Asus has its own line of gaming gear sold under the brand ROG (Republic Of Gamers). Among the products on offer is this rather surprising Vulcan PRO USB headset with active noise cancellation—a feature you don't see every day in this kind of product. Time to take a closer look.
DESIGN & BUILD
Even though external peripherals may not be territory in which you'd expect to find Asus, the firm hasn't scrimped with the Vulcan PRO. This headset has a good build and finish, and is made with quality materials.
The headset is mostly made from black bulk-dyed plastic. This may not feel overly luxurious but it certainly doesn't feel cheap. The same can be said of the red lacquered details too—this kind of finish often looks better in photos than in real life, but there's nothing to worry about here.
In spite of its articulated, folding design, the Vulcan PRO feels sturdy and robust. It doesn't feel like it'll fall apart any time soon, even at the hands of the most boisterous gamers. We found no particular problems with comfort either. The headset is clearly quite heavily built, but it's well padded. Ultimately, it's pleasant to wear and stays in place nicely.
As for accessories, the Vulcan PRO comes with a semi-rigid case and a cable-winder. Both the mic and the cable are detachable.
Active Noise Cancellation
One pretty amazing thing about this headset is its active noise cancellation function. This really isn't something you see every day in a headset, let alone one with a reasonable price tag. And the best news is that it actually works! And it works pretty well too!
Frequency response from the Vulcan PRO (bass at left, high frequencies at right)
You wouldn't buy the Vulcan PRO for its neutrality. It's way too heavy on bass and mid-frequencies are lacking. That's a shame, as this impacts comprehension to a certain extent when deciphering voices in games and conversations. So although the low end of the spectrum will seriously shake your eardrums, it does nothing for the precision of the overall output. At least your game will sound lively ...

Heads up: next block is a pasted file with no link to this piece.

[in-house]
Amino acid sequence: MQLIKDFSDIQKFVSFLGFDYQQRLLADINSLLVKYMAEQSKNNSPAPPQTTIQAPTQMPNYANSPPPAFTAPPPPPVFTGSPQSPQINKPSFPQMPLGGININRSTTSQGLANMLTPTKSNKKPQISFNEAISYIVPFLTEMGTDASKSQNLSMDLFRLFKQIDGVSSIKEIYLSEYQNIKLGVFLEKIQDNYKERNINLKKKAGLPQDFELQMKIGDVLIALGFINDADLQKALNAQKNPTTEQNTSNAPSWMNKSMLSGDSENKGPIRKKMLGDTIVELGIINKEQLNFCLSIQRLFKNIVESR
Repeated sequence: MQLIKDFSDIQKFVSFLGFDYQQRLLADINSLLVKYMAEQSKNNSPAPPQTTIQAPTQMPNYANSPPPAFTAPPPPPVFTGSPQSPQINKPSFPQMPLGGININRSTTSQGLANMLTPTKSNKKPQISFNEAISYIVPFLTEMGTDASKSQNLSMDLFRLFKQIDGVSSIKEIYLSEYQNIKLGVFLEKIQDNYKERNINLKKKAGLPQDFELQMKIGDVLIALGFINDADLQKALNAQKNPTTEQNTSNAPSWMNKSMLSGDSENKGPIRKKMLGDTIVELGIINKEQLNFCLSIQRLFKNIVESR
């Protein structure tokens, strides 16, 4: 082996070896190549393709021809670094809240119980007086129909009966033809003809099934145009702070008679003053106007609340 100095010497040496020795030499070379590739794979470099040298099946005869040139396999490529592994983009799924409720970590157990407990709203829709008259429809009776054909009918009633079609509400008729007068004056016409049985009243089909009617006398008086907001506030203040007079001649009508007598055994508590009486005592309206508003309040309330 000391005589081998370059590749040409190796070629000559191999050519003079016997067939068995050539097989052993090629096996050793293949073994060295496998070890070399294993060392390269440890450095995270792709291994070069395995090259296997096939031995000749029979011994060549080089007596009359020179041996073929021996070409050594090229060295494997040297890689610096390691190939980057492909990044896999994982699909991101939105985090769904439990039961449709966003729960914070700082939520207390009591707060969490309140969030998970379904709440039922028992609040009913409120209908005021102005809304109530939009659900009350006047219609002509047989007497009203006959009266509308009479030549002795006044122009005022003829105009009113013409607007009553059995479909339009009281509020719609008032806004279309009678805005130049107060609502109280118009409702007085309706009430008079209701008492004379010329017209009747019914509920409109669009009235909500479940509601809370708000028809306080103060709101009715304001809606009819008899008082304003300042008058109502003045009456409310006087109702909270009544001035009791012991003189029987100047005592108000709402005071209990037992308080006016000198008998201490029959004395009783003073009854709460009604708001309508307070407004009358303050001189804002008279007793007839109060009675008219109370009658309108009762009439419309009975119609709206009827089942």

Left: THD+N in % / Right: pure harmonic distortion in dB
All in all, audio precision isn't too bad, but due to the strong volume of bass frequencies (see frequency response graph, above), the transducer loses some of its control and distorts the sound rather too much. The rest of the spectrum is cleaner ... until you switch on the active noise cancelling. Although this does a pretty good job of isolating you from a noisy environment, it does create a background sound that can sometimes be distracting.
Basically, you have to choose between cutting yourself of from surrounding noise (like when LAN gaming, gaming with the windows open, etc.) or improving precision and spatial positioning.
Beware of the Surround Sound mode too—this degrades output quality more than anything else.
In the end, while the Vulcan PRO is no match for a real pair of active noise cancelling headphones, it does allow you to get on with gaming in the best possible conditions in noisy environments. Plus it's not overpriced.